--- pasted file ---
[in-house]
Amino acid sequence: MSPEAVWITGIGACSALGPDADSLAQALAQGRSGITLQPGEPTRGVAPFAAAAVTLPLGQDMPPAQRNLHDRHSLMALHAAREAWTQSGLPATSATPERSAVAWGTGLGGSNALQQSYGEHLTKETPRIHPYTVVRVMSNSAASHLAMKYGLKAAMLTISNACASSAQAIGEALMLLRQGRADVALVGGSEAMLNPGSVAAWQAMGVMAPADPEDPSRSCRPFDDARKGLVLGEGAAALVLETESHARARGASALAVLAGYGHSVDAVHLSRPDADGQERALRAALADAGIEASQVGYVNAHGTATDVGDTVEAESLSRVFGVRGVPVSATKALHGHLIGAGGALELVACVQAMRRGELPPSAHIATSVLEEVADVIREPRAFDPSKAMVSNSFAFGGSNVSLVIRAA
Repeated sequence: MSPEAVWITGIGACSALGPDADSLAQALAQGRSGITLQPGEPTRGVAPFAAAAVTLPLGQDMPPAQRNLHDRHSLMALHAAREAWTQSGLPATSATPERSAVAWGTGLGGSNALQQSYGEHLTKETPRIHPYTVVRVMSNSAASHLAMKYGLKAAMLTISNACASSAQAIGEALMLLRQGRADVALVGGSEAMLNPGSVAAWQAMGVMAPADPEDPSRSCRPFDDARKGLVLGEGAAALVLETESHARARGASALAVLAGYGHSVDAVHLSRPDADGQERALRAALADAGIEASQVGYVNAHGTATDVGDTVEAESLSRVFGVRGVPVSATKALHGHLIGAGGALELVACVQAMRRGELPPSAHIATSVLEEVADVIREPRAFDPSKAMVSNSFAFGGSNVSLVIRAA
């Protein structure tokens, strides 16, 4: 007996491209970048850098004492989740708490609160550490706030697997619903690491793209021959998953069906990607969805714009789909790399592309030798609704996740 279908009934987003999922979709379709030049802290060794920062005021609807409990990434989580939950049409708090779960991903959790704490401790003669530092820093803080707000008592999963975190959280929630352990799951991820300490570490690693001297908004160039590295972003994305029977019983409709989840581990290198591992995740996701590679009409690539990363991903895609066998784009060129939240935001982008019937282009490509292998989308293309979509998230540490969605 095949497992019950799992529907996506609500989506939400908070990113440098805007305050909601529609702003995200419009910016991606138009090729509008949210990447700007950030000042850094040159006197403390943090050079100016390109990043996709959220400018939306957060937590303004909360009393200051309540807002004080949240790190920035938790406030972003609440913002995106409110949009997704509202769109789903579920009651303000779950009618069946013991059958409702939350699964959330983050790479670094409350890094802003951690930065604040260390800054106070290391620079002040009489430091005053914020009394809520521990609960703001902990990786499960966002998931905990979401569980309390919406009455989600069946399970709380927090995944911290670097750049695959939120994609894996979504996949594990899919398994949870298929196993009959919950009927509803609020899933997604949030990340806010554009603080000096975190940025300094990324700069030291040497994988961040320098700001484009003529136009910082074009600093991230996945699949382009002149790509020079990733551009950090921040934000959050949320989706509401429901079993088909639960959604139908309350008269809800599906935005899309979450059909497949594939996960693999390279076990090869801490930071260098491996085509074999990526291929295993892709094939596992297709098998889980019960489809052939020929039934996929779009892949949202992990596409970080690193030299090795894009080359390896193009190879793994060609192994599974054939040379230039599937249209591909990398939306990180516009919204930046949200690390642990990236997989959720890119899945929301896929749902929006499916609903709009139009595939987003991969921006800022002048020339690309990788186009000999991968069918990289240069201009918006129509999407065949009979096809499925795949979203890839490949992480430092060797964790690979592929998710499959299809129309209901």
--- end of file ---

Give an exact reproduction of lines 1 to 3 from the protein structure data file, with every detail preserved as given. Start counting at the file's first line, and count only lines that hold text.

[in-house]
Amino acid sequence: MSPEAVWITGIGACSALGPDADSLAQALAQGRSGITLQPGEPTRGVAPFAAAAVTLPLGQDMPPAQRNLHDRHSLMALHAAREAWTQSGLPATSATPERSAVAWGTGLGGSNALQQSYGEHLTKETPRIHPYTVVRVMSNSAASHLAMKYGLKAAMLTISNACASSAQAIGEALMLLRQGRADVALVGGSEAMLNPGSVAAWQAMGVMAPADPEDPSRSCRPFDDARKGLVLGEGAAALVLETESHARARGASALAVLAGYGHSVDAVHLSRPDADGQERALRAALADAGIEASQVGYVNAHGTATDVGDTVEAESLSRVFGVRGVPVSATKALHGHLIGAGGALELVACVQAMRRGELPPSAHIATSVLEEVADVIREPRAFDPSKAMVSNSFAFGGSNVSLVIRAA
Repeated sequence: MSPEAVWITGIGACSALGPDADSLAQALAQGRSGITLQPGEPTRGVAPFAAAAVTLPLGQDMPPAQRNLHDRHSLMALHAAREAWTQSGLPATSATPERSAVAWGTGLGGSNALQQSYGEHLTKETPRIHPYTVVRVMSNSAASHLAMKYGLKAAMLTISNACASSAQAIGEALMLLRQGRADVALVGGSEAMLNPGSVAAWQAMGVMAPADPEDPSRSCRPFDDARKGLVLGEGAAALVLETESHARARGASALAVLAGYGHSVDAVHLSRPDADGQERALRAALADAGIEASQVGYVNAHGTATDVGDTVEAESLSRVFGVRGVPVSATKALHGHLIGAGGALELVACVQAMRRGELPPSAHIATSVLEEVADVIREPRAFDPSKAMVSNSFAFGGSNVSLVIRAA